The Five Bells public house
722 (Census 2011)
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|Sovereign state||United Kingdom|
|Fire||Bedfordshire and Luton|
|Ambulance||East of England|
Cople is a village and civil parish in the English county of Bedfordshire. The name Cople is derived from the phrase Cock Pool, a place where chickens were kept, that was mentioned in the Domesday Book.
Cople is part of the ancient hundred of Wixamtree.
The centre of Cople is dominated by All Saints Church, originally built soon after 1087 by the de Beauchamp family and which later became part of Chicksands Priory. The list of Vicars maintained by the church dates back to 1237. All Saints Church was rebuilt in the 15th century, some parts of it a little earlier, by the families who owned the local manors. The church was extended in the first part of the 16th century.
A toll house stands at the junction with the A603 (Bedford to Sandy road); the house dates from around 1770 and was used to collect tolls from the road users. It is one of only two toll houses that still exist in Bedfordshire.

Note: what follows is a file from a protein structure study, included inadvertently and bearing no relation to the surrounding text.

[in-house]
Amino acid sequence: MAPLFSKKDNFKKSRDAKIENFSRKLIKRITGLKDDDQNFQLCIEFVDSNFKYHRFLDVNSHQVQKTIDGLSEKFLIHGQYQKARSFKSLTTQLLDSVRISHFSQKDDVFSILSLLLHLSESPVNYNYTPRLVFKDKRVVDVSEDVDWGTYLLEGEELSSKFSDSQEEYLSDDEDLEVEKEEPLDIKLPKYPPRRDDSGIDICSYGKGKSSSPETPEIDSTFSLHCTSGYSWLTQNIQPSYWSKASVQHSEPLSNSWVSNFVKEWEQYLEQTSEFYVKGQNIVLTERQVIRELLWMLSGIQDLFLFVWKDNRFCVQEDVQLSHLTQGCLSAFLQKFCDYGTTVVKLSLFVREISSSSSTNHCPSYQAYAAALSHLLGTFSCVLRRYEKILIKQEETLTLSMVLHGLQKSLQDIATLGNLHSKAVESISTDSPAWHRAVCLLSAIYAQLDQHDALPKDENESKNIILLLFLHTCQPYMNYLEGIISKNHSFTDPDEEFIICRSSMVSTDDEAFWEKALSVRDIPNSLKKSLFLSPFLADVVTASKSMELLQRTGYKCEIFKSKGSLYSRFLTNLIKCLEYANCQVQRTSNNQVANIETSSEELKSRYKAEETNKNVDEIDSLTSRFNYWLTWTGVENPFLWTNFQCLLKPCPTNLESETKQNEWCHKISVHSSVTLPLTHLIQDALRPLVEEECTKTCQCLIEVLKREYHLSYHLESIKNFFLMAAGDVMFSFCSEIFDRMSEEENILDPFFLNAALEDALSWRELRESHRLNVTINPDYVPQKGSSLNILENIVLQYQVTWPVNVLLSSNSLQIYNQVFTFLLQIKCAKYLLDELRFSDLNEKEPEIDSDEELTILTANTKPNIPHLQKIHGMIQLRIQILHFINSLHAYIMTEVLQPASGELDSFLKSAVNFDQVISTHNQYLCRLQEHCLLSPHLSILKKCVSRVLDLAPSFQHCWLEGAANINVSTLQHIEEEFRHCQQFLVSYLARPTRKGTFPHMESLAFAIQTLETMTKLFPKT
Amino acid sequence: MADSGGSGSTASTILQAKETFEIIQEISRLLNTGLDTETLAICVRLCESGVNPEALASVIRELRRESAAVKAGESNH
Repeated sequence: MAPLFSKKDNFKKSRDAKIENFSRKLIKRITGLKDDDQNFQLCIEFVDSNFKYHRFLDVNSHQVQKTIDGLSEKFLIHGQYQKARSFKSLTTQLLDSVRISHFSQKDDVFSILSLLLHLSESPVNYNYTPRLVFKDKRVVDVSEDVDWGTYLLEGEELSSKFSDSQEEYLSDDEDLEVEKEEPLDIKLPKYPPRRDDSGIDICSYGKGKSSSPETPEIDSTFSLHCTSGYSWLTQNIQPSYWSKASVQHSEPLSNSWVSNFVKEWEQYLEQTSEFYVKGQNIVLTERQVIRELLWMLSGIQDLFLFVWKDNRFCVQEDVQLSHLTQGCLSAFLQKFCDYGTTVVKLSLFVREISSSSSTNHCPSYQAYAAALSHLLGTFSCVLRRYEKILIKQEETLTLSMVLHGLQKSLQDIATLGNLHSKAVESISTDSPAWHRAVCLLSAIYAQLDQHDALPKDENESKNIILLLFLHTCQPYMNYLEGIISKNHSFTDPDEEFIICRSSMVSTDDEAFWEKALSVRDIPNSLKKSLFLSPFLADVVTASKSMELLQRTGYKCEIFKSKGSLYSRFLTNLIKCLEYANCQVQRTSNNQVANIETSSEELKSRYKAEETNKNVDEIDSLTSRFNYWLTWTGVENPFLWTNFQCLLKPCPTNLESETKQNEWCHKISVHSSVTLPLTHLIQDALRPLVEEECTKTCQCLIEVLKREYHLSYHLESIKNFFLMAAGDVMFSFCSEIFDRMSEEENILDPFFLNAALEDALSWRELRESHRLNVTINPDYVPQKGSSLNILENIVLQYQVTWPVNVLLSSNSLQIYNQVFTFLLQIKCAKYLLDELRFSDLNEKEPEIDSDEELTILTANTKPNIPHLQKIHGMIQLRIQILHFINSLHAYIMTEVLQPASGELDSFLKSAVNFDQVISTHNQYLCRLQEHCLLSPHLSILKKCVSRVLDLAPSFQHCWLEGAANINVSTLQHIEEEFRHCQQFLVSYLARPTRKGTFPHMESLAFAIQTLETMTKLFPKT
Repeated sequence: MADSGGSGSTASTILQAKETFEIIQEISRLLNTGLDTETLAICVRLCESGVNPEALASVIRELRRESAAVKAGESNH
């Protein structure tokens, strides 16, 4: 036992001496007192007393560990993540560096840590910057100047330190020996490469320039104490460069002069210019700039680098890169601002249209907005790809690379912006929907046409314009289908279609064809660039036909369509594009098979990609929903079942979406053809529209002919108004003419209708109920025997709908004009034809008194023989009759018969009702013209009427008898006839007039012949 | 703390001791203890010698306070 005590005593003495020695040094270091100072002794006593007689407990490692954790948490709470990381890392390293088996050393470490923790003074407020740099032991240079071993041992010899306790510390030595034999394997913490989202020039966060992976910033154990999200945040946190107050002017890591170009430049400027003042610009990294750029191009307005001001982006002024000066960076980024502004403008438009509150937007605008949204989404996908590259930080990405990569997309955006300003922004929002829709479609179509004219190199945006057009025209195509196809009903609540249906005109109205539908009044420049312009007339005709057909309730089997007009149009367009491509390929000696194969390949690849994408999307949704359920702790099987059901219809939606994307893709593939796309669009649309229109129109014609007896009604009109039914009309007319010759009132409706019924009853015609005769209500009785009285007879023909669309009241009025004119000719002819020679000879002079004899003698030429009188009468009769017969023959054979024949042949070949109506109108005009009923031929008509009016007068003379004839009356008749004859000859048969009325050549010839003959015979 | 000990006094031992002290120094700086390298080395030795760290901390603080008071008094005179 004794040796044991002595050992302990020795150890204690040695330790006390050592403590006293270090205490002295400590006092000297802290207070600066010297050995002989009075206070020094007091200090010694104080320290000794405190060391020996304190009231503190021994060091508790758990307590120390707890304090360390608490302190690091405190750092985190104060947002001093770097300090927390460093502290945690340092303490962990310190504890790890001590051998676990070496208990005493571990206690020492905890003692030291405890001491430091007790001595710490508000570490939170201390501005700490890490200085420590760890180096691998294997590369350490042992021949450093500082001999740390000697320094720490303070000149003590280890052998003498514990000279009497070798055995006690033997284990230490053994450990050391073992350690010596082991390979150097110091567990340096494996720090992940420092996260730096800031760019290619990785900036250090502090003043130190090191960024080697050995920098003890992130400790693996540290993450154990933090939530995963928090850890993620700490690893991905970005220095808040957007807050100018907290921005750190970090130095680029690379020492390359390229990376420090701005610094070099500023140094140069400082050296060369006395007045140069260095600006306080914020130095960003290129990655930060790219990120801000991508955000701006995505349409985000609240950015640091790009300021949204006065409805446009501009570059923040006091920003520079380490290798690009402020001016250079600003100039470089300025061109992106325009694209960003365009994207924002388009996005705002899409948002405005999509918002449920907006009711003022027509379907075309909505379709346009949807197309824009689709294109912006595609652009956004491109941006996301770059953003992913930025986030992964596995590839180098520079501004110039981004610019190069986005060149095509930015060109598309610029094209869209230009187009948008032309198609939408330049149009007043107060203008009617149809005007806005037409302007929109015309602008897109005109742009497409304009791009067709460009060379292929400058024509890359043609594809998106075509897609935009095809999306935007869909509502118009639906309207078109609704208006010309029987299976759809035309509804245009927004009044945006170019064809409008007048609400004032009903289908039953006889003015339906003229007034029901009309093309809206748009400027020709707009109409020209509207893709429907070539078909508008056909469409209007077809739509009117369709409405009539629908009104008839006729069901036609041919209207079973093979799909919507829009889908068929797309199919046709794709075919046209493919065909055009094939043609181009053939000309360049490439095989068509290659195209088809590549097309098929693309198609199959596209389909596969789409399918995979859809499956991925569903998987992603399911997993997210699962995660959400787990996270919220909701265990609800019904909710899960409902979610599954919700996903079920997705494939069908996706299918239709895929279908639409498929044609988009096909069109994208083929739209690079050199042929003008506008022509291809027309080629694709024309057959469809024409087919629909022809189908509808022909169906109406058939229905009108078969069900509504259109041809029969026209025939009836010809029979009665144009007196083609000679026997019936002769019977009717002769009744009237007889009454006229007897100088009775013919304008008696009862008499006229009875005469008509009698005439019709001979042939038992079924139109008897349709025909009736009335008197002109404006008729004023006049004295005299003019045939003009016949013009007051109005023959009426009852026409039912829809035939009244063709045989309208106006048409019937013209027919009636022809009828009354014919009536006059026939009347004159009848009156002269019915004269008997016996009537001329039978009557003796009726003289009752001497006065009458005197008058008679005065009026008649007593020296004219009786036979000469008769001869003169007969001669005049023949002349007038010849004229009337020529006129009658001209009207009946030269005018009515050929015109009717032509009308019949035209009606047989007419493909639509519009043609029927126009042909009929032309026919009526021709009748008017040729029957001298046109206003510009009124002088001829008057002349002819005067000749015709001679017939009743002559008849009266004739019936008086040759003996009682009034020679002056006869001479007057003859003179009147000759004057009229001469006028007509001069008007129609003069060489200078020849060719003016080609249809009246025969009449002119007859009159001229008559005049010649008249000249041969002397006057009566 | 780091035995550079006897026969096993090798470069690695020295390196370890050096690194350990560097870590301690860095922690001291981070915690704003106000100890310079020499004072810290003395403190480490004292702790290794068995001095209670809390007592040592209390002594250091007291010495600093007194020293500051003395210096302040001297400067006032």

Cople House, a large manor house, was at southern end of the village, but it was destroyed in a fire in 1971. In 1976 twenty four large homes were built on the site, renamed Woodlands Close, but the original coach house survived the fire and has been restored and converted into three houses.
One of the manors within the parish of Cople was Rowlands, acquired by the Spencer family in 1531 and held by them for several centuries. The Spencer family were a branch of the Northamptonshire Spencers (with whom they shared a coat-of-arms).
The sons of Nicolas Spencer Sr. and the former Mary Gostwick, Nicholas Spencer and his brother Robert both emigrated to America in the 1650s, to Virginia and Maryland respectively. Nicholas served as an agent for his cousin, John Colepeper, 1st Baron Colepeper.
Spencer family members continued to reside in Cople and its environs for many years afterward. "The Spencers’ Cople estates," according to the Bedfordshire County Council, "were bought by Francis Brace for the Dowager Duchess of Marlborough, and the manor still was known as Rowlands when part of the Duke of Bedford’s estate at the start of the 19th century."